News

5 July, 2022

ABS findings on stressors and bodily pain in Australia


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New figures from the Australian Bureau of Statistics (ABS) provide an insight into Australians’ experience of stressors and bodily pain.

In response to the COVID-19 pandemic, questions on experience of stressors were included in the ABS National Health Survey 2020-21. These questions were asked of people aged 18 years and over who directly experienced, or had someone close to them experience, selected stressors. The ABS defines stressors as:

“… events, circumstances, or conditions (such as illness, unemployment, and bereavement) that occur in a person’s life that may negatively impact the individual’s health or wellbeing, or someone close to them.”

Key survey findings:

– 43.7% of adults experienced one or more stressors such as illness or bereavement

– Women were more likely to experience one or more stressors compared to men (45.0% compared to 42.2%)

– Seven in ten (71.1%) adults experienced bodily pain in the four weeks prior to the survey

Role of traditional medicine in dealing with chronic pain

Before presenting a more detailed summary of the National Health Survey 2020-21, it is worth noting that chronic pain is a major health burden in the community, affecting 1 in 5 Australians aged 45 and over.

Around three in four Australians use some form of natural therapy/ complementary medicine, which can play an important role to help manage chronic pain, from a variety of different causes.


The following summary of findings of the National Health Survey 2020-21 is sourced from the ABS webpage:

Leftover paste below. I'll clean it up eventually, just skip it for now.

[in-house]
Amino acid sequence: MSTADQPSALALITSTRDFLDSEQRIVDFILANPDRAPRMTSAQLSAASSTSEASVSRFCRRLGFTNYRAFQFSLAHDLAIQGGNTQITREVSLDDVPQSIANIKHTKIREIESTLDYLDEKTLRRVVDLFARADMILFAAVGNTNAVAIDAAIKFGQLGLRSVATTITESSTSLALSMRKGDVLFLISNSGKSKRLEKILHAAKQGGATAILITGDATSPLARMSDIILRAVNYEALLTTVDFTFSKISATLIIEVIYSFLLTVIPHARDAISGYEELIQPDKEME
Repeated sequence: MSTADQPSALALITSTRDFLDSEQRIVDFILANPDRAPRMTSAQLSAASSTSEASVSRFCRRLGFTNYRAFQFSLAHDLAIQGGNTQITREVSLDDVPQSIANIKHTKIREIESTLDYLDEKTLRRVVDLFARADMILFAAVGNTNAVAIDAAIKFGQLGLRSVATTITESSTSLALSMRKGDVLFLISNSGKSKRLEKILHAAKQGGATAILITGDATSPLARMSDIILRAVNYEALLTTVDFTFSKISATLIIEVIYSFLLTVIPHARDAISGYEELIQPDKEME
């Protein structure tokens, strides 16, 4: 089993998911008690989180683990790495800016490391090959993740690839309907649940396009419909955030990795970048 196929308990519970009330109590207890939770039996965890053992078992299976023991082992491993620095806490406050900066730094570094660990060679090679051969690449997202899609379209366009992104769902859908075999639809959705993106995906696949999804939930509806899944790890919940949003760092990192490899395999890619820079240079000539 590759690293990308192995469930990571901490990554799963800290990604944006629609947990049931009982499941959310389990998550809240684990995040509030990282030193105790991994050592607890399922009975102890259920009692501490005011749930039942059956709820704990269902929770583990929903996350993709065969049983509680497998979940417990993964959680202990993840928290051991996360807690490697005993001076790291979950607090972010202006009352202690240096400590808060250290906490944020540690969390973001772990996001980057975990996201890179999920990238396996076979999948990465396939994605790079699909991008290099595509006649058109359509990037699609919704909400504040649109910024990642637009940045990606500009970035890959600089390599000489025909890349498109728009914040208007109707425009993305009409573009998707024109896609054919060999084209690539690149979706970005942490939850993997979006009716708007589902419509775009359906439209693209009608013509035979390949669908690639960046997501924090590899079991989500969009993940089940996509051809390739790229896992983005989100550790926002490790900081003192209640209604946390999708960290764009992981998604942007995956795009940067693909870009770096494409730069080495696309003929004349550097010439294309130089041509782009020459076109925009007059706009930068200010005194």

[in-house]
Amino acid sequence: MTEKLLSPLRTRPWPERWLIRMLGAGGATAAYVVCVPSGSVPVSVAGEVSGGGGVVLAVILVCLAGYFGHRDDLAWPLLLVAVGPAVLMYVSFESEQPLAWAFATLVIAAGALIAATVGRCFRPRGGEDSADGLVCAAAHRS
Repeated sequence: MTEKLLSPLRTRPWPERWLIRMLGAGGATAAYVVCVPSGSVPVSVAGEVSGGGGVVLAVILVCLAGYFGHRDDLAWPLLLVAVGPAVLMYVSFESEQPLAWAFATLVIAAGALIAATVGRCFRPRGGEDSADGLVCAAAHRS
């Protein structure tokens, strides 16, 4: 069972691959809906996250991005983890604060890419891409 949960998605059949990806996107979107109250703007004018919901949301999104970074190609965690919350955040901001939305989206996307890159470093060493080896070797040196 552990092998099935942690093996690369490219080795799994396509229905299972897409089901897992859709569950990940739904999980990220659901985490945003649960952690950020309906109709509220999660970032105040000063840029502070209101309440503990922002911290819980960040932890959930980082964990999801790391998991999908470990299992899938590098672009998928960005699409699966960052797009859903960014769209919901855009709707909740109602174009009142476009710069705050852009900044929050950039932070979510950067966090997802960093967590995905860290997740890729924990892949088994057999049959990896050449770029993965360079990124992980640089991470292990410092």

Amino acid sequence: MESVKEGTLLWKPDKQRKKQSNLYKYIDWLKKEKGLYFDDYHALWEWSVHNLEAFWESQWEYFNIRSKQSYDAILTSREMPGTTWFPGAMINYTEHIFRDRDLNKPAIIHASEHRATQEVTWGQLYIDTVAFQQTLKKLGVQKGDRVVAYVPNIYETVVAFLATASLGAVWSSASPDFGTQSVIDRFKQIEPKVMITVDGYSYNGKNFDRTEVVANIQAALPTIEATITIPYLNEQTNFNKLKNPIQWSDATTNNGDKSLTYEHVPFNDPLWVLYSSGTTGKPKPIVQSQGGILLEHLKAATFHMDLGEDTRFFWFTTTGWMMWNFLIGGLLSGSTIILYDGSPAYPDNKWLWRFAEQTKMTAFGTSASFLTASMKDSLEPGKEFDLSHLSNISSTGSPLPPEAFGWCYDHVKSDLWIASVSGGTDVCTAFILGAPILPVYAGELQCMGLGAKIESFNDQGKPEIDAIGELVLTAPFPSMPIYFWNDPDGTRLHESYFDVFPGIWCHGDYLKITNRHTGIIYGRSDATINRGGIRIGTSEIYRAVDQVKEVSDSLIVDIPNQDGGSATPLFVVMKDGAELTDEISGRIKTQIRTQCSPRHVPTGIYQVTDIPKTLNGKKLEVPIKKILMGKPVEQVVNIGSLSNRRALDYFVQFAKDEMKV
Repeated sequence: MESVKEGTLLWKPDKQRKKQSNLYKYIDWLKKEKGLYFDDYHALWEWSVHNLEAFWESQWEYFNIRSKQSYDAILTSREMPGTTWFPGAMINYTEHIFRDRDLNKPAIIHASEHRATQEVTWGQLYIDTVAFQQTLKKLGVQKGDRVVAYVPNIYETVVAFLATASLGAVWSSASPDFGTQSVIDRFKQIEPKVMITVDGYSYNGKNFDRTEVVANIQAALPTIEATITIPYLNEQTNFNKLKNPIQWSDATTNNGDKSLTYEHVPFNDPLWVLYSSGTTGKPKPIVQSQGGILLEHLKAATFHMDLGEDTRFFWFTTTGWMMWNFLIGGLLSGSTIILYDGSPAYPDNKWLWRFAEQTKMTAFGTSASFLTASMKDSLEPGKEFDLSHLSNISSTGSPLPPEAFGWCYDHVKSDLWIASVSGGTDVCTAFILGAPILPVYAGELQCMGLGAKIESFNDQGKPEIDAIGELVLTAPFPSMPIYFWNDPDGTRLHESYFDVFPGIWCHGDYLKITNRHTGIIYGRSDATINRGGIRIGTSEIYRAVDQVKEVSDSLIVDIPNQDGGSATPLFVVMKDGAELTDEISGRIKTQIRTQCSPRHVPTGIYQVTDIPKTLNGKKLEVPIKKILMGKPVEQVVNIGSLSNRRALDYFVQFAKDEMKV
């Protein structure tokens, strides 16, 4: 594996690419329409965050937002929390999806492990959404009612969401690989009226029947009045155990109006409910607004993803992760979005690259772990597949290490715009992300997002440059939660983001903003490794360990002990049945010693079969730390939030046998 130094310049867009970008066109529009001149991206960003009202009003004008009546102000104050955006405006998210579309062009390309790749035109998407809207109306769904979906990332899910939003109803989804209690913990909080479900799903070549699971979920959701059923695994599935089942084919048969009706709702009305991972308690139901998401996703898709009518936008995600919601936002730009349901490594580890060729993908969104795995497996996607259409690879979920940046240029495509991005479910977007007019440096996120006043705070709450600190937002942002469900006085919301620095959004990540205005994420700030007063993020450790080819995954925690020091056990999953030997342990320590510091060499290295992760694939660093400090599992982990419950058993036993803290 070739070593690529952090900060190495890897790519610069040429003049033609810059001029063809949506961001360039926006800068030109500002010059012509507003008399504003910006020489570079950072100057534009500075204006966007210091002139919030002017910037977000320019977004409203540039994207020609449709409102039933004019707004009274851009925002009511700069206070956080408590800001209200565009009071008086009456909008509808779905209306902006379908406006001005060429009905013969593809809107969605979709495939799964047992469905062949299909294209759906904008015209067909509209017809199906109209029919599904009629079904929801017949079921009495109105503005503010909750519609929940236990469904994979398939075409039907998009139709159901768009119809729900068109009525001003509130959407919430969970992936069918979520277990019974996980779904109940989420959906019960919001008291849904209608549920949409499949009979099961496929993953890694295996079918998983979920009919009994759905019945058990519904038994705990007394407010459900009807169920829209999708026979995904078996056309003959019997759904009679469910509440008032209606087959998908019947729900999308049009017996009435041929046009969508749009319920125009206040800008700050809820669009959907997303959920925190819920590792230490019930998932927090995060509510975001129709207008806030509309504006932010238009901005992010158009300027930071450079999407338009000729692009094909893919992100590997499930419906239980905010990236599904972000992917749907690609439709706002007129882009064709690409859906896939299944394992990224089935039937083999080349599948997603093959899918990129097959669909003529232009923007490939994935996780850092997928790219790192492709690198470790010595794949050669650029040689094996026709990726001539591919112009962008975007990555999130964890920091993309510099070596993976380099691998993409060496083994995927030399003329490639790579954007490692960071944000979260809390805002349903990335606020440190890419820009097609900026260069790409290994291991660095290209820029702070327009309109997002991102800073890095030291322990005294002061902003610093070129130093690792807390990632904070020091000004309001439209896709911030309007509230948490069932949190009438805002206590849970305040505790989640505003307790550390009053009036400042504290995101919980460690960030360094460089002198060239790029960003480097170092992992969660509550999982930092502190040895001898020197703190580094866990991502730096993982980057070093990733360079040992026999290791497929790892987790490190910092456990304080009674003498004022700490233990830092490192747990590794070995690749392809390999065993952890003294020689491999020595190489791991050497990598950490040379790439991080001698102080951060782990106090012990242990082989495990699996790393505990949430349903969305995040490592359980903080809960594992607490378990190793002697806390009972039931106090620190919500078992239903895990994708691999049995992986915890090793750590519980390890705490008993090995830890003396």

Experienced stressors in the past 12 months:

In 2020-21, 43.7% of people aged 18 years and over experienced one or more stressors, while one in five (20.0%) experienced two or more stressors:

– Women were more likely to experience one or more stressors compared to men (45.0% compared to 42.2%)

– Similarly, women were more likely to experience two or more stressors compared to men (22.0% compared to 18.0%)

– Younger people were more likely to experience stressors with 48.3% of people aged 18-24 experiencing one or more stressors compared to 34.8% of people aged 65 years and over.

Types of stressors experienced:

In 2020-21, the most common stressors experienced in the past 12 months were:

– Mental ill health (12.8%)

– Death of a family member or close friend (12.4%)

– Serious illness (11.3%)

– Unable to get a job (9.9%)

– Loss of job (9.8%).

In general, young people were more likely to report mental ill health, being unable to get a job, and loss of job as a stressor experienced in the last 12 months. In comparison, older people were more likely to report serious illness as a stressor. Experiencing the death of a family member or close friend as a stressor fluctuated over the age groups.

– Almost one in five people (19.2%) aged 18-24 reported mental ill health as a stressor compared to 6.1% of people aged 65 years and over

– Almost one in six people (15.7%) aged 18-24 reported not being able to get a job as a stressor compared to 3.4% of people aged 65 years and over

– About one in eight people (13.0%) aged 18-24 reported loss of job as a stressor compared to 3.8% of people aged 65 years and over

– One in seven people (14.5%) aged 65 years and over reported serious illness as a stressor compared to 8.3% of people aged 18-24 years.

Characteristics of people who experienced stressors:

In 2020-21:

– Seven in ten people (69.1%) who experienced high or very high psychological distress reported experiencing one or more stressors

– 64.7% of people who rated their health as fair or poor experienced one or more stressors

– Four in ten people (39.1%) who experienced severe or very severe bodily pain in the last four weeks reported experiencing two or more stressors.

Experienced bodily pain in the last four weeks:

In 2020-21, seven in ten (71.1%) people aged 18 years and over experienced bodily pain in the last four weeks:

– Almost half (46.7%) experienced very mild or mild bodily pain

– 18.1% experienced moderate bodily pain